Finally, all of the hard work has paid off. Your organization has a bright future in making the next big step in its journey, and it can be yours too. As we have seen with many startup employees, going public will surely change your finances, especially if you have significant equity. If you are aware of financial planning considerations such as tax consequences, deadlines, vested/unvested shares, compensation negotiations, and rules for the IPO, you can ensure you grow your wealth over the long term and avoid missing out on the full value of your company’s compensation package.
Take It Before It’s Too Late
Startup employees missed out on almost $5 billion in 2020 by not exercising their pre-IPO stock options. It may be the case that they let them expire, left the company before vesting, or had them cancelled on the IPO. As options are often a large part of startup compensation, employees need to know that through inaction, they are giving up free money. Check your vesting schedule, expiration dates, and liquidity to make sure you take what is yours.
It is unclear whether the price of your shares will increase or decrease once they list. An infinite number of factors can affect the price in the first few months. Seemingly valuable companies can cut a price in half for reasons including market conditions, political landscapes, the economy, and capital markets. For example, Lyft and Uber in 2019 had their price halved in the year following their IPO due to initial overvaluation of the market and short-sellers, among other things. From 2000-2016, the average six month return for IPOs were negative. Also, investors and owners looking into pre-IPO companies should understand that IPOs generally underperform broad market indices such as the S&P 500 and Russell 3000 in the long term.
Develop A Selling Plan
How much of your company stock do you want to keep? How much do you need to sell? If you believe in the long term future of the company, you should hold a stake in the company. However, it is a huge risk holding one company as the majority of your portfolio, which is usually the case in what we see with startup tech employees. Usually, we recommend diversifying some portion of the stock based on the client’s preference, short-term cash needs, vesting timeline, and tax efficiency. These factors also should be considered when determining how much to sell immediately, or over time on a schedule.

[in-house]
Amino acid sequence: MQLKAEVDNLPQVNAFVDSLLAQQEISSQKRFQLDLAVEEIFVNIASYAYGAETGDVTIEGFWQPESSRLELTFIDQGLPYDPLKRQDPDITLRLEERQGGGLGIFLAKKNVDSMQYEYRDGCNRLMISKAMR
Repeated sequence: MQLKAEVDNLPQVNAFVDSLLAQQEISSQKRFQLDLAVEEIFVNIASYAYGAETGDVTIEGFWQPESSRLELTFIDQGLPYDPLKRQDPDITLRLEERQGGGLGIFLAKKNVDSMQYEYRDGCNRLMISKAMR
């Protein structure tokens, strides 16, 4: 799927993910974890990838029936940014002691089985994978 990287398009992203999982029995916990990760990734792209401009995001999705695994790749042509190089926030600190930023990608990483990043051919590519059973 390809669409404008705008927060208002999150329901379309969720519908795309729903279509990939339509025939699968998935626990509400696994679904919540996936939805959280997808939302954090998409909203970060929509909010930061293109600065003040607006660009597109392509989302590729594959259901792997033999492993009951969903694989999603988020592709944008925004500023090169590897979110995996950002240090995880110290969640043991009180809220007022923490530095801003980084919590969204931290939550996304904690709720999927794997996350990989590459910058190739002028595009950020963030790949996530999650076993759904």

More Wealth, More Taxes
Before you had a stock plan, your tax planning and preparation process may have been relatively simple. RSUs, stock options, and purchase plans result in an influx of wealth which brings taxes along with them. Immediately, you may have drastically different and more complicated tax consequences due to your plan, especially if your stock takes off after the IPO. In order to minimize taxes, it is important to plan out your taxable income, gains from selling or vesting, and withholdings. Avoiding unnecessary tax obligations, such as the alternative minimum tax, can save you money in the current year, and maximize returns over time.
If your goal is to pass as much wealth as possible onto your family, how you transfer this stock from your ownership to your estate’s can affect its value. Timing, tax considerations, types of accounts, and setting up a trust, are needed again as you plan to preserve wealth for both you and your heirs.
Your company’s IPO can mark a pivotal point in your life. Too many people do not take full advantage of their stock plans, and as a financial planner, it is a shame to see that go to waste. Speak with a planner about strategies for when your company goes public. BBA Wealth offers comprehensive planning and advice while working with accountants, attorneys, and investment advisors to help tech workers make the most of their plans.